Dancing with American Ballet Theatre
Australian Kiely Groenewegen is lapping up life in the Big Apple.
When Dance Australia last spoke to Kiely Groenewegen, it was in 2018, and she was just two weeks into her second Met season with American Ballet Theatre. This time, two years on, she is still happily dancing with the corps de ballet with ABT, but was talking from home in Melbourne while weathering out the pandemic. ABT began shutting down in March, cancelling plans to tour to Chicago and Abu Dhabi. Australians in NY like Kiely were told by the Australian Government to return home soon after. She was glad to be back with family rather than in her small apartment in NY, but sorry to have be so far away from her adopted company. She was supposed to have taken part in ABT’s huge 80th anniversary gala in May – a glittering, celebrity-studded affair. Instead the night was effectively cancelled, though a celebration was streamed on-line.
So what is daily life like for a dancer with one of the world’s largest and celebrated ballet companies? “We start at 10 to 10.15, classes run through till 11.45, then 15 minute break,” she explains. “Rehearsals are from 12 to 7pm, with an hour’s lunch break at about three. During the season you perform as well.”
ABT dancers are employed on 36-week contracts. The company has two main seasons a year at the Lincoln Centre in New York - an eight-week season in the Metropolitan Opera House (the Met) in spring and another shorter season in the David H Koch Theatre in autumn. Between home seasons it tours. “We have very long seasons, we love them, we perform eight times a week, and it’s so exciting to be in that theatre, but also very draining, because we are not only performing from 7 – 10.30pm, but also running rehearsals for the ballets, and dress rehearsals, at the same time. During the season we also have three to four short shows on Saturday mornings aimed at children, so it can end up being three shows in a day with the matinee.”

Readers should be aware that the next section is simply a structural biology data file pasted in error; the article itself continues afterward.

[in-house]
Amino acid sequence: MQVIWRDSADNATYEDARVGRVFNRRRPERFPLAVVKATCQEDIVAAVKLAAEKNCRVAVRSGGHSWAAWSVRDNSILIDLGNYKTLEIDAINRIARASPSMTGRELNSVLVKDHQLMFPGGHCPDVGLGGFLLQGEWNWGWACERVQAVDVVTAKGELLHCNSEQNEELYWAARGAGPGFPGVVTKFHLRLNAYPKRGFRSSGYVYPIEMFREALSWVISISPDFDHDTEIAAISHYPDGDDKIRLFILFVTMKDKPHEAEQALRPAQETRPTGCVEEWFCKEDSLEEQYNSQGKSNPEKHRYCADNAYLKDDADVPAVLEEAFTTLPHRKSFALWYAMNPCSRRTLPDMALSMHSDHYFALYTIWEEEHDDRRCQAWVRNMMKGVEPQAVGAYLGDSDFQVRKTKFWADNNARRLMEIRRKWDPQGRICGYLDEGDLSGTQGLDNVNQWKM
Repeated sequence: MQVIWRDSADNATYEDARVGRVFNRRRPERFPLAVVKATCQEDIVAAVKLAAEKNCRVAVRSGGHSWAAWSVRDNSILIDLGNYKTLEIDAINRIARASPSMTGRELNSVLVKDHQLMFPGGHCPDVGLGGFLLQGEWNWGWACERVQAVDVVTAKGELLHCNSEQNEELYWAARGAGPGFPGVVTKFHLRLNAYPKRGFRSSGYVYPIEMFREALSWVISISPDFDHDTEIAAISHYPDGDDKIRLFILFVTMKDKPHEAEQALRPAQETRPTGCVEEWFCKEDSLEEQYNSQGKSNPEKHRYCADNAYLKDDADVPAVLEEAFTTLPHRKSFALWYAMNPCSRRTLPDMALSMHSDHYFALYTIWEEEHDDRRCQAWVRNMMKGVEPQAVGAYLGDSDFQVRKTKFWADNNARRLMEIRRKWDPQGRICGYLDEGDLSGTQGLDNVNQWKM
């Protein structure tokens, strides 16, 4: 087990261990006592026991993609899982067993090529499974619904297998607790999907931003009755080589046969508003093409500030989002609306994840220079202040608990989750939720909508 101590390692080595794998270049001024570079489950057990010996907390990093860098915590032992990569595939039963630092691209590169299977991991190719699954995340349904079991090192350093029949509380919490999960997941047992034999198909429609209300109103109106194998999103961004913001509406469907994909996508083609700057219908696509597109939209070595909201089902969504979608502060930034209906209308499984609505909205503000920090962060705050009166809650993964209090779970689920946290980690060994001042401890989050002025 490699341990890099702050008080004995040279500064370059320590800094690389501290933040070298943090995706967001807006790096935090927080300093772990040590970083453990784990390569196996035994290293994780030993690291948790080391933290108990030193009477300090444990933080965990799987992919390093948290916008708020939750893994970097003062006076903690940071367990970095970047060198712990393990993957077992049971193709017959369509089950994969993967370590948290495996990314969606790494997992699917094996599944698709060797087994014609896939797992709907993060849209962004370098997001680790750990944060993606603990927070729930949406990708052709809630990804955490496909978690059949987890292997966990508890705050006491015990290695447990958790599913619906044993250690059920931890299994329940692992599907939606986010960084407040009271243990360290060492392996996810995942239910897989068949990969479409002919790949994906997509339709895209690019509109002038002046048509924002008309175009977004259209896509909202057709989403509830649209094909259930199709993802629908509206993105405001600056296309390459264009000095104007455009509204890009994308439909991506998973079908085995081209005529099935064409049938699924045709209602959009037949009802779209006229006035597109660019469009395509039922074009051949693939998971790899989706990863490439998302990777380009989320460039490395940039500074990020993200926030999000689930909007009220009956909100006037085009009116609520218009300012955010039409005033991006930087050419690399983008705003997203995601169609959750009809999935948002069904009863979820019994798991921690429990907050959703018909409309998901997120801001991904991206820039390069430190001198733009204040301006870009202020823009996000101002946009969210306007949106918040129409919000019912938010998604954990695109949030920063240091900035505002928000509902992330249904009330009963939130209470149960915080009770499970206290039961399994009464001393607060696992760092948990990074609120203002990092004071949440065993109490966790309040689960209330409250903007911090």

The main "downtime", is through the summer. Dancers are not paid through the break.Groenewegen seizes the time to travel. “I love it,” she says. “I also try to get ‘hires’ - there are different short projects you can try for, and for which you are paid.” One employment option for the dancers during that time is the ABT Incubator, a two-week choreographic program held at the company’s Broadway studios, and directed by David Hallberg, the incoming artistic director of the Australian Ballet.
Groenewegen came to ABT from Australia (Westpointe Ballet Academy and Australian Conservatoire of Ballet) via a scholarship to the Royal Ballet School in London in 2013. Before graduating she was offered a spot with American Ballet Theatre Studio Company and moved to New York. She joined the corps de ballet of ABT proper in 2017. Coming directly from the Royal, did she find the technique or style different in the American company?
“It wasn’t very different,” she says, “but I did find it freeing. ABT aims to give each dancer a personality and a voice so we all feel like ballerinas on stage, regardless if in the corps or dancing a principal role. It makes you appreciate your worth in a different way. Obviously you’re trying to look like everyone else in the corps but you can bring your own feeling to it. I’m forever grateful for my Royal Ballet School training but it was nice to be able to find different ways you wanted to move.”
ABT consists of about 90 ambitious dancers. Is it difficult being noticed in a company of that size? “They do a good job of making sure you are feeling like you’re seen," she replies. "I think that if you do the hard things – push yourself to the front of the class, be eager to take on what they’re saying, they do notice. Obviously you don’t want to be seen as being too arrogant, standing in front of principal dancers and so on, but there is a balance that you can strike. The directors also have yearly catch-ups with you, schedule a meeting and give you feedback.”
Groenewegen has now returned to NY. She expects ABT to resume its normal programming in September.
- KAREN VAN ULZEN